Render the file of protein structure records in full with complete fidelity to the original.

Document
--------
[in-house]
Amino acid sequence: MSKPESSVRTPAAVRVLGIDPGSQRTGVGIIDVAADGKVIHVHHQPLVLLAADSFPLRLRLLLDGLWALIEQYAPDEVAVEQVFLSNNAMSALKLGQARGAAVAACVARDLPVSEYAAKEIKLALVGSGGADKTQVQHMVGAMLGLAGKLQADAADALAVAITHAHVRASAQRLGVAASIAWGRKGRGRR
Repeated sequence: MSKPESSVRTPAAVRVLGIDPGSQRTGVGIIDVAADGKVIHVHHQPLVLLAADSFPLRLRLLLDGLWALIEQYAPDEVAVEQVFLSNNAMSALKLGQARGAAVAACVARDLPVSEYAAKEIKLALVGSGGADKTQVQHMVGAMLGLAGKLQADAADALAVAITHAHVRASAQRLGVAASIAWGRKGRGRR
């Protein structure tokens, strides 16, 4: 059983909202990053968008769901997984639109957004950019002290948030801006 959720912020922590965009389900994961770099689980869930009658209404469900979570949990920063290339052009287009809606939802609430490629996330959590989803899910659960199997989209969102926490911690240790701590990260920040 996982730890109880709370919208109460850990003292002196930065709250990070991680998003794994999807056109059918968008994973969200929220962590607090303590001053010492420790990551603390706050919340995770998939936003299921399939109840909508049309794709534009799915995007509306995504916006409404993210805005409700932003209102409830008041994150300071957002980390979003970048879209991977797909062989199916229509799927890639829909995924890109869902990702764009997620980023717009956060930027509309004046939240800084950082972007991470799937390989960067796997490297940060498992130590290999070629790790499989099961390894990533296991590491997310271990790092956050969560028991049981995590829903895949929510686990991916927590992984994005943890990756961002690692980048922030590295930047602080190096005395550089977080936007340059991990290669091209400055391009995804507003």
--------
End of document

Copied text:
[in-house]
Amino acid sequence: MSKPESSVRTPAAVRVLGIDPGSQRTGVGIIDVAADGKVIHVHHQPLVLLAADSFPLRLRLLLDGLWALIEQYAPDEVAVEQVFLSNNAMSALKLGQARGAAVAACVARDLPVSEYAAKEIKLALVGSGGADKTQVQHMVGAMLGLAGKLQADAADALAVAITHAHVRASAQRLGVAASIAWGRKGRGRR
Repeated sequence: MSKPESSVRTPAAVRVLGIDPGSQRTGVGIIDVAADGKVIHVHHQPLVLLAADSFPLRLRLLLDGLWALIEQYAPDEVAVEQVFLSNNAMSALKLGQARGAAVAACVARDLPVSEYAAKEIKLALVGSGGADKTQVQHMVGAMLGLAGKLQADAADALAVAITHAHVRASAQRLGVAASIAWGRKGRGRR
């Protein structure tokens, strides 16, 4: 059983909202990053968008769901997984639109957004950019002290948030801006 959720912020922590965009389900994961770099689980869930009658209404469900979570949990920063290339052009287009809606939802609430490629996330959590989803899910659960199997989209969102926490911690240790701590990260920040 996982730890109880709370919208109460850990003292002196930065709250990070991680998003794994999807056109059918968008994973969200929220962590607090303590001053010492420790990551603390706050919340995770998939936003299921399939109840909508049309794709534009799915995007509306995504916006409404993210805005409700932003209102409830008041994150300071957002980390979003970048879209991977797909062989199916229509799927890639829909995924890109869902990702764009997620980023717009956060930027509309004046939240800084950082972007991470799937390989960067796997490297940060498992130590290999070629790790499989099961390894990533296991590491997310271990790092956050969560028991049981995590829903895949929510686990991916927590992984994005943890990756961002690692980048922030590295930047602080190096005395550089977080936007340059991990290669091209400055391009995804507003």